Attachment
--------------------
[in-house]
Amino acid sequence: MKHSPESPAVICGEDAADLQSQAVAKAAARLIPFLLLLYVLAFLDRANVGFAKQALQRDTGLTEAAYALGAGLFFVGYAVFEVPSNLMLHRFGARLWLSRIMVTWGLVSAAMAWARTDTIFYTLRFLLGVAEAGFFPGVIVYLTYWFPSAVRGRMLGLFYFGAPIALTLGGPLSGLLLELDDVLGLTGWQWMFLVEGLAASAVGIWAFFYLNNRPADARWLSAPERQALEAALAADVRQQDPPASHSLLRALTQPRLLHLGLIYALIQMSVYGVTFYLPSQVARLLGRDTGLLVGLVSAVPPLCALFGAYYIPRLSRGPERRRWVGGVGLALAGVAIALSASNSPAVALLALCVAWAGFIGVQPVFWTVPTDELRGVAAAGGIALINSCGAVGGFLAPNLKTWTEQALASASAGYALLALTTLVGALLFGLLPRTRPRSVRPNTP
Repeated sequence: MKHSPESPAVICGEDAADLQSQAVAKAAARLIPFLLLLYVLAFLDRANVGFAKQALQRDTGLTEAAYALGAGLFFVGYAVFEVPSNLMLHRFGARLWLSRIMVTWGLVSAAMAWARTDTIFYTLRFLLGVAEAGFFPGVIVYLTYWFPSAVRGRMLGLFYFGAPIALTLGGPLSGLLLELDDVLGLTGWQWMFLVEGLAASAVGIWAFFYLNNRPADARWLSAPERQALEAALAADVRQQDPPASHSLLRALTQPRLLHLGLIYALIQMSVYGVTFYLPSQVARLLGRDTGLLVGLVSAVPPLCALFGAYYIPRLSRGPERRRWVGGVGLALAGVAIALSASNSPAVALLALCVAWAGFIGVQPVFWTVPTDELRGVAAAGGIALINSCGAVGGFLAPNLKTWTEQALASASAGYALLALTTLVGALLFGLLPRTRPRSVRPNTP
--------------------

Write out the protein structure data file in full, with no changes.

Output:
[in-house]
Amino acid sequence: MKHSPESPAVICGEDAADLQSQAVAKAAARLIPFLLLLYVLAFLDRANVGFAKQALQRDTGLTEAAYALGAGLFFVGYAVFEVPSNLMLHRFGARLWLSRIMVTWGLVSAAMAWARTDTIFYTLRFLLGVAEAGFFPGVIVYLTYWFPSAVRGRMLGLFYFGAPIALTLGGPLSGLLLELDDVLGLTGWQWMFLVEGLAASAVGIWAFFYLNNRPADARWLSAPERQALEAALAADVRQQDPPASHSLLRALTQPRLLHLGLIYALIQMSVYGVTFYLPSQVARLLGRDTGLLVGLVSAVPPLCALFGAYYIPRLSRGPERRRWVGGVGLALAGVAIALSASNSPAVALLALCVAWAGFIGVQPVFWTVPTDELRGVAAAGGIALINSCGAVGGFLAPNLKTWTEQALASASAGYALLALTTLVGALLFGLLPRTRPRSVRPNTP
Repeated sequence: MKHSPESPAVICGEDAADLQSQAVAKAAARLIPFLLLLYVLAFLDRANVGFAKQALQRDTGLTEAAYALGAGLFFVGYAVFEVPSNLMLHRFGARLWLSRIMVTWGLVSAAMAWARTDTIFYTLRFLLGVAEAGFFPGVIVYLTYWFPSAVRGRMLGLFYFGAPIALTLGGPLSGLLLELDDVLGLTGWQWMFLVEGLAASAVGIWAFFYLNNRPADARWLSAPERQALEAALAADVRQQDPPASHSLLRALTQPRLLHLGLIYALIQMSVYGVTFYLPSQVARLLGRDTGLLVGLVSAVPPLCALFGAYYIPRLSRGPERRRWVGGVGLALAGVAIALSASNSPAVALLALCVAWAGFIGVQPVFWTVPTDELRGVAAAGGIALINSCGAVGGFLAPNLKTWTEQALASASAGYALLALTTLVGALLFGLLPRTRPRSVRPNTP